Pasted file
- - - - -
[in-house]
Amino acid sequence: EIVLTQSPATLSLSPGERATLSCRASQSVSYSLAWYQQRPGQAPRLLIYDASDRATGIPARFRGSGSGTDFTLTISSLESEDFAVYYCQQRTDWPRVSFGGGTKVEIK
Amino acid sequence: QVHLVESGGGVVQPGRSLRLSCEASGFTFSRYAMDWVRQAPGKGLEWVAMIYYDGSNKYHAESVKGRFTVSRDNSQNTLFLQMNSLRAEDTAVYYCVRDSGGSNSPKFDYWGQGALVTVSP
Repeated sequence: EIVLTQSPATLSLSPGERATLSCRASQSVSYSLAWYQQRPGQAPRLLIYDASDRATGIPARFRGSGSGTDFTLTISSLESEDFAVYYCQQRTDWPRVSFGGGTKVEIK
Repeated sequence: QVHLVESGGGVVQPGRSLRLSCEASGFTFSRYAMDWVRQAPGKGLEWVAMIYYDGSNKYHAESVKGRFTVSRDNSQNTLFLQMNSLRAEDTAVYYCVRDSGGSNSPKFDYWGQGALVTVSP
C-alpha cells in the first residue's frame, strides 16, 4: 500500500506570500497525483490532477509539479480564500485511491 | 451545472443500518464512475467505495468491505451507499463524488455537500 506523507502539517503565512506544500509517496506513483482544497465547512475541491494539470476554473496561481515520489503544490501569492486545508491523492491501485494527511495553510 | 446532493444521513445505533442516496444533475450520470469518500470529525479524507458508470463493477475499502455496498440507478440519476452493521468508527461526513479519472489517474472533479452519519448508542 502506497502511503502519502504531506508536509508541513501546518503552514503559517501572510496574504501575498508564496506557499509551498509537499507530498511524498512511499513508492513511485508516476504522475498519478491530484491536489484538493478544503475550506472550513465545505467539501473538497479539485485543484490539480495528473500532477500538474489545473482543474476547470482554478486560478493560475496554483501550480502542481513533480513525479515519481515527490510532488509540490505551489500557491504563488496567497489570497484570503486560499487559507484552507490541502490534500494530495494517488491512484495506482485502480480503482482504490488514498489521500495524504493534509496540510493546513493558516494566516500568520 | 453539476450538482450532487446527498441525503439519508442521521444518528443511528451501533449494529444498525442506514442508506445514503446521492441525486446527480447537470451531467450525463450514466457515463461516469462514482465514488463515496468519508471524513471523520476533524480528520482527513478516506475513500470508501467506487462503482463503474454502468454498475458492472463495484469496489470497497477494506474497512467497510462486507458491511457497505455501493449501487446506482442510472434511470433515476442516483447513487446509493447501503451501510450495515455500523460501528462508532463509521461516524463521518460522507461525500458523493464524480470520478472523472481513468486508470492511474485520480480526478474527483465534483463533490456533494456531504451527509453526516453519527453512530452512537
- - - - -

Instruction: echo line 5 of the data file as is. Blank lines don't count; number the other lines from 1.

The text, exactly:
Repeated sequence: QVHLVESGGGVVQPGRSLRLSCEASGFTFSRYAMDWVRQAPGKGLEWVAMIYYDGSNKYHAESVKGRFTVSRDNSQNTLFLQMNSLRAEDTAVYYCVRDSGGSNSPKFDYWGQGALVTVSP